The Elbow Technique: A Novel Reduction Technique for Anterior Shoulder Dislocations

J Emerg Med. 2019 Feb;56(2):201-204. doi: 10.1016/j.jemermed.2018.10.018. Epub 2018 Dec 6.


Background: Anterior dislocation of the glenohumeral joint is a common upper extremity injury in orthopedic and emergency medicine. The aim of this study was to introduce a novel reduction technique, "elbow technique," for anterior shoulder dislocations.

Discussion: This study included 26 patients with anterior shoulder dislocation who were treated using the elbow technique in our hospital's emergency department between October 2014 and December 2015. One orthopedic physician performed the reduction maneuver and the vast majority of the patients were sedated. Patients who presented with posterior shoulder dislocation, remained dislocated for more than 7 days, who had Neer three or four parts proximal humerus fractures, and who had received previous shoulder surgery were excluded from this study. Twenty-one dislocations (80% of the patients) were primary. Six patients (23% of the dislocations) had associated fractures of the greater tuberosity. All of the patients were successfully reduced with the elbow technique. Mean time for reduction was 5 s (range 3-69 s). No iatrogenic fractures or neurovascular injuries were noted after the reductions.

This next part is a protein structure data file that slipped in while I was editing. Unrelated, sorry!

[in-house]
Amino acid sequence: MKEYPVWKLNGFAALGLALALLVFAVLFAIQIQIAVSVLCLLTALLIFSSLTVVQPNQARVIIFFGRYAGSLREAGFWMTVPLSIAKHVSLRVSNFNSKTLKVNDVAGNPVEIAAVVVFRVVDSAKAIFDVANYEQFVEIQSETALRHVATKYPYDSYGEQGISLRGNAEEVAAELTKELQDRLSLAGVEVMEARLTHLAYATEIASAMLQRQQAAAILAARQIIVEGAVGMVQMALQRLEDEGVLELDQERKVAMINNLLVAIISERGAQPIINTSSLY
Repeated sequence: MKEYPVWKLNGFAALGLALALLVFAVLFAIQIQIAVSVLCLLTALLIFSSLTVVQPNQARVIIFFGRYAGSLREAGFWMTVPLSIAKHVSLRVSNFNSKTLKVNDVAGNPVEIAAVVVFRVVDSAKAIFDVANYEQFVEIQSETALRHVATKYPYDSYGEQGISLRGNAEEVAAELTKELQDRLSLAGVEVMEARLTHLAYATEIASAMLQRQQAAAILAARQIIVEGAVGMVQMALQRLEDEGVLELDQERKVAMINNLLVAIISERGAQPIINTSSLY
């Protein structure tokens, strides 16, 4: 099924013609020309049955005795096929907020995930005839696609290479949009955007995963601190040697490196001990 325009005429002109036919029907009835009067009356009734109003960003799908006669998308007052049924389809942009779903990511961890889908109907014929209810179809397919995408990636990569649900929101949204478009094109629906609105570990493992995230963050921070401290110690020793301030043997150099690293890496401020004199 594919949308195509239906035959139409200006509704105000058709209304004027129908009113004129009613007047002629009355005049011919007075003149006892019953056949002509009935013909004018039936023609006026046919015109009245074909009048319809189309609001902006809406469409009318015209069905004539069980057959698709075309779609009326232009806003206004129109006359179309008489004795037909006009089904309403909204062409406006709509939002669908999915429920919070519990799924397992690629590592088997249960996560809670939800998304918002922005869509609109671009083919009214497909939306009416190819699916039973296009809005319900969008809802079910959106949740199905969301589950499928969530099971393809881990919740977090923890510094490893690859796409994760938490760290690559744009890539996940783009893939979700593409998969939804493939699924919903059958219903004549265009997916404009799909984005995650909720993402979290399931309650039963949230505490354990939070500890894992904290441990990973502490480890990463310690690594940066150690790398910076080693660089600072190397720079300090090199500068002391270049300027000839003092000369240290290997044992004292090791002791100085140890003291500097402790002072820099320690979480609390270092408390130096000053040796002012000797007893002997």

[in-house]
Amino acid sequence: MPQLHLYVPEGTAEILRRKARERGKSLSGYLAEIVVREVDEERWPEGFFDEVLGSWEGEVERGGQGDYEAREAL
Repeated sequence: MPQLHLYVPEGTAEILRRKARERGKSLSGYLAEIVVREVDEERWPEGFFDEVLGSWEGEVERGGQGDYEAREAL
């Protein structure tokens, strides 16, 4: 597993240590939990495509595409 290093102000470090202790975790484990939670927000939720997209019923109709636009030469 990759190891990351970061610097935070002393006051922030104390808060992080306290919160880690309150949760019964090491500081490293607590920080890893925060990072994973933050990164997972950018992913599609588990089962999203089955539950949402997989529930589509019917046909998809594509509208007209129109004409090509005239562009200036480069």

Conclusions: The elbow technique involves traction, leverage, pulsion, and can be performed by a single operator. The elbow technique is a safe, elegant, simple, effective, fast, and gentle reduction procedure for anterior shoulder dislocations in the emergency department.

Keywords: humerus; orthopaedic; shoulder dislocations; shoulder injury.

MeSH terms

  • Adult
  • Aged
  • Aged, 80 and over
  • Emergency Service, Hospital / organization & administration
  • Emergency Service, Hospital / statistics & numerical data
  • Female
  • Humans
  • Male
  • Manipulation, Orthopedic / methods*
  • Manipulation, Orthopedic / standards
  • Middle Aged
  • Range of Motion, Articular / physiology
  • Shoulder Dislocation / therapy*
  • Shoulder Injuries
  • Shoulder Joint / abnormalities
  • Time Factors